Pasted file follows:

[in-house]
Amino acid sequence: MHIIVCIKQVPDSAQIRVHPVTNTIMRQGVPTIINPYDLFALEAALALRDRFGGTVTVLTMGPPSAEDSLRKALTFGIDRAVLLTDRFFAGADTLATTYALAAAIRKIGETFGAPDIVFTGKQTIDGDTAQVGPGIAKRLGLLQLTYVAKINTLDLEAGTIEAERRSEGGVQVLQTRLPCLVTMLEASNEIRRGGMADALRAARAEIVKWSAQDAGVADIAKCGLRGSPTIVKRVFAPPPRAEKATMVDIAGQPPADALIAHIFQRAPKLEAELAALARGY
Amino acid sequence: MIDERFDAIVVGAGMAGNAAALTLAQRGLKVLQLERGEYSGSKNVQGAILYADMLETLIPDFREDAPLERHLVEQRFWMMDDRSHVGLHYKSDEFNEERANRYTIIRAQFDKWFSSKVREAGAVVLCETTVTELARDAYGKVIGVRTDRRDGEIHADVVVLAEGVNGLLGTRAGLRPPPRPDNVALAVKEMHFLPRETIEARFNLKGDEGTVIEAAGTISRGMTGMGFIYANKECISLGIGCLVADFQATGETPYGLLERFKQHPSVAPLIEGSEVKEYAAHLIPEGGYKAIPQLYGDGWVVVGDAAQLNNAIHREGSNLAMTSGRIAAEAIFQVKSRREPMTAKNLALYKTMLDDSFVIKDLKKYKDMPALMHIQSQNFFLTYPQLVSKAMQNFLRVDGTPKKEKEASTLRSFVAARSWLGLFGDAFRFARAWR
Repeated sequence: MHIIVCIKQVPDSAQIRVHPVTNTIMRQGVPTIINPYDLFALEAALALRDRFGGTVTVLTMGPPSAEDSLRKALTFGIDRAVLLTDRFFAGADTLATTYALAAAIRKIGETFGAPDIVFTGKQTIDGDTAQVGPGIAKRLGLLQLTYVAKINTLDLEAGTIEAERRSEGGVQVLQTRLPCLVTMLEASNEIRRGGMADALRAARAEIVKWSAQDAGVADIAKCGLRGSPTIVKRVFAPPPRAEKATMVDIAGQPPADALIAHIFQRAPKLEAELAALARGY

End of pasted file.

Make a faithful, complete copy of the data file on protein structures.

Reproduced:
[in-house]
Amino acid sequence: MHIIVCIKQVPDSAQIRVHPVTNTIMRQGVPTIINPYDLFALEAALALRDRFGGTVTVLTMGPPSAEDSLRKALTFGIDRAVLLTDRFFAGADTLATTYALAAAIRKIGETFGAPDIVFTGKQTIDGDTAQVGPGIAKRLGLLQLTYVAKINTLDLEAGTIEAERRSEGGVQVLQTRLPCLVTMLEASNEIRRGGMADALRAARAEIVKWSAQDAGVADIAKCGLRGSPTIVKRVFAPPPRAEKATMVDIAGQPPADALIAHIFQRAPKLEAELAALARGY
Amino acid sequence: MIDERFDAIVVGAGMAGNAAALTLAQRGLKVLQLERGEYSGSKNVQGAILYADMLETLIPDFREDAPLERHLVEQRFWMMDDRSHVGLHYKSDEFNEERANRYTIIRAQFDKWFSSKVREAGAVVLCETTVTELARDAYGKVIGVRTDRRDGEIHADVVVLAEGVNGLLGTRAGLRPPPRPDNVALAVKEMHFLPRETIEARFNLKGDEGTVIEAAGTISRGMTGMGFIYANKECISLGIGCLVADFQATGETPYGLLERFKQHPSVAPLIEGSEVKEYAAHLIPEGGYKAIPQLYGDGWVVVGDAAQLNNAIHREGSNLAMTSGRIAAEAIFQVKSRREPMTAKNLALYKTMLDDSFVIKDLKKYKDMPALMHIQSQNFFLTYPQLVSKAMQNFLRVDGTPKKEKEASTLRSFVAARSWLGLFGDAFRFARAWR
Repeated sequence: MHIIVCIKQVPDSAQIRVHPVTNTIMRQGVPTIINPYDLFALEAALALRDRFGGTVTVLTMGPPSAEDSLRKALTFGIDRAVLLTDRFFAGADTLATTYALAAAIRKIGETFGAPDIVFTGKQTIDGDTAQVGPGIAKRLGLLQLTYVAKINTLDLEAGTIEAERRSEGGVQVLQTRLPCLVTMLEASNEIRRGGMADALRAARAEIVKWSAQDAGVADIAKCGLRGSPTIVKRVFAPPPRAEKATMVDIAGQPPADALIAHIFQRAPKLEAELAALARGY